The Japanese are serious, the author has repeatedly experienced in the process of doing social investigations.
When you are a master, you need to do a field survey to write a thesis. I went to the rural area of Shizuoka to investigate the livelihood of the peasants, and the teacher of the team entered the village, letting the peasants bring us the bookkeeping of the house. For the first time, the author saw such a fine bookkeeping content, even if only a bottle of soy sauce was bought, the farmers would carefully record them. The field investigation gave the author a very deep understanding of the living conditions of rural areas and farmers in Japan.
With countless investigation opportunities, I began to believe in the statistics of the Japanese countries. When I was studying economics, I had a statistical class. I had some common sense in the calculation of the system. However, when I looked at the statistics of the Japanese government, there were not a lot of statistics on sample surveys. They would rather spend time and effort on investigating the whole, rather than simply The ground estimates the overall situation from the sample. Such statistics have provided various plans for the Japanese government and indeed provide very good data support.
However, Japan’s statistical mythology seems to be shattered in the era of Prime Minister Shinzo Abe.
On January 28, 2019, the Ministry of Internal Affairs and Communications, which is responsible for all aspects of statistics in Japan, issued a communique saying that 23 of the 56 “basic statistics” that the Japanese government attached most importance to were “wrong”.
When the Japanese media reported various data released by neighboring countries, they almost completely believed that those statistics were not convincing, whether it was a big or small problem, and there were more or less water injections. The author has participated in the statistical survey work in Japan. Although this statement to the Japanese media is not entirely convincing, I compare the Japanese practices and feel that they are beyond reproach.
When I saw the communiqué of the Ministry of Internal Affairs and Communications, the author’s statistics on Japan were even less convincing than the statistics of other countries. Nearly half of the statistics have gone wrong, which is rare in any country.
Why do countries that emphasize the true statistics of statistics have the result of statistical “human fraud”? In Japan, watching the live broadcast of the congressional debate, seeing the opposition party asking questions without asking for it; reading the newspaper’s criticism of statistical fraud and drizzle, in addition to the unbelief of Japanese statistics, the author has a heartfelt conscience for the Japanese parliament and public opinion. Disappointed.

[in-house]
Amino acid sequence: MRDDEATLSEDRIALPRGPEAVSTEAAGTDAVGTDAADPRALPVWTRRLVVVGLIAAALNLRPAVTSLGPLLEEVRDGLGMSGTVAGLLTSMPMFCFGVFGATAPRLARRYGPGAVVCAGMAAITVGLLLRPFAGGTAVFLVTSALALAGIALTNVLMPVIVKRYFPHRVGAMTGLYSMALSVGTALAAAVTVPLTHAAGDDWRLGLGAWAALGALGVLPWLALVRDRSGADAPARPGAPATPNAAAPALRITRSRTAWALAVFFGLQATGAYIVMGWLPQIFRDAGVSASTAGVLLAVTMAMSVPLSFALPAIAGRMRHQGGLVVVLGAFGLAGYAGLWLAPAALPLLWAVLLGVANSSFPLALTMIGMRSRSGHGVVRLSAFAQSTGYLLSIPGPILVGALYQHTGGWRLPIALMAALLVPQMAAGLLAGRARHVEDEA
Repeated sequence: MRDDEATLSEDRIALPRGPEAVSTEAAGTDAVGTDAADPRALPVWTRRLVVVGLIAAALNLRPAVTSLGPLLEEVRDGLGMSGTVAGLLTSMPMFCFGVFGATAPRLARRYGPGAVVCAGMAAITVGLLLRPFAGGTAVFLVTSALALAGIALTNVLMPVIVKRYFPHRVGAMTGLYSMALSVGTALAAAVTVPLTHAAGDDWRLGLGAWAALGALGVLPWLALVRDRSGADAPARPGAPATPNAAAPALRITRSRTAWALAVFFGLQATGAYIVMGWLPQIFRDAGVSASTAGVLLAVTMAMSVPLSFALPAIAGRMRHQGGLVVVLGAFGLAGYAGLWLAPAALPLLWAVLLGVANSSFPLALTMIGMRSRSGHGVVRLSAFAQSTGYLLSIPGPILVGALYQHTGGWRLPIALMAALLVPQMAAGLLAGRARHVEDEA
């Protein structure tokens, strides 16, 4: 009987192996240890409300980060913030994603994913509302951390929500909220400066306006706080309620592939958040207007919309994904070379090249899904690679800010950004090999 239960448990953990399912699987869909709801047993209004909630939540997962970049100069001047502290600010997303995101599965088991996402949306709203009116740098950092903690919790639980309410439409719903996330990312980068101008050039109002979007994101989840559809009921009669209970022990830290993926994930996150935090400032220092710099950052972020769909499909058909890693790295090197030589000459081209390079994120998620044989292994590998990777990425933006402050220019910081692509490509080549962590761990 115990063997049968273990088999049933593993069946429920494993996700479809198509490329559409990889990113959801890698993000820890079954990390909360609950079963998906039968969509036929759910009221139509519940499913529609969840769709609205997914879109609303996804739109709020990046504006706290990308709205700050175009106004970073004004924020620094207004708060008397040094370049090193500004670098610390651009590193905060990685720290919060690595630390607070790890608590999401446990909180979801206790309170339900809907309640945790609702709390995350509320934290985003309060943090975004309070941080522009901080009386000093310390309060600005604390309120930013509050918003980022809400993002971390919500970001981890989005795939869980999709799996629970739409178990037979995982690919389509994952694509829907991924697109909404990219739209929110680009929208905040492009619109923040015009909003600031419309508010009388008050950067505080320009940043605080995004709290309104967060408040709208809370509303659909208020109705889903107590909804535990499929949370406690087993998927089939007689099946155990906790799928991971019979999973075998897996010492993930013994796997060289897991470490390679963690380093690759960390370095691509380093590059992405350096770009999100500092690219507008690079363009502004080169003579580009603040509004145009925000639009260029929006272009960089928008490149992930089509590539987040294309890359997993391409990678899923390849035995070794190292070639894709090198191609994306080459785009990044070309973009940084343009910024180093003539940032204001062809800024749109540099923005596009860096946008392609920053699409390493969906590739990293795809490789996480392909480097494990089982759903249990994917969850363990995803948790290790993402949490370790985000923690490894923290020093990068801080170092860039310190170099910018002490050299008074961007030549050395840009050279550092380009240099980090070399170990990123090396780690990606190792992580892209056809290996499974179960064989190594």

Of course, the author knows that since Japan’s “people’s savior” Shinzo Abe, Japan’s economic growth has been six years and two months. Abe will have three years to become prime minister in the future, and the new paradox in the party is that the president can completely break through the three-year term of nine years and achieve permanent re-election. In the future, Abe will be able to do at least 6 years for the Liberal Democratic Party president (the president of the Japanese ruling party and the cabinet prime minister). Japan’s economic growth is also likely to continue for another six years.
But if economic growth is not true, it can be done through statistical fraud.
The Liberal Democratic Party has repeatedly said that the revision of statistical methods is the personal idea of the Prime Minister’s secretary. The Prime Minister’s secretary called the person in charge of the statistics to the Prime Minister’s office and simply said his own thoughts. The statistics of Japan can be changed: from the full statistics to the sampling statistics, and the revision of the statistical methods is not disclosed at all. Significant changes have taken place in economic statistics. The secretary can fix this big thing, and the Congress does not pursue it. The public opinion is almost indiscriminate.
After the Japanese Prime Minister’s secretary has overthrown the dominoes in statistics, can the statistics of this country maintain its authority?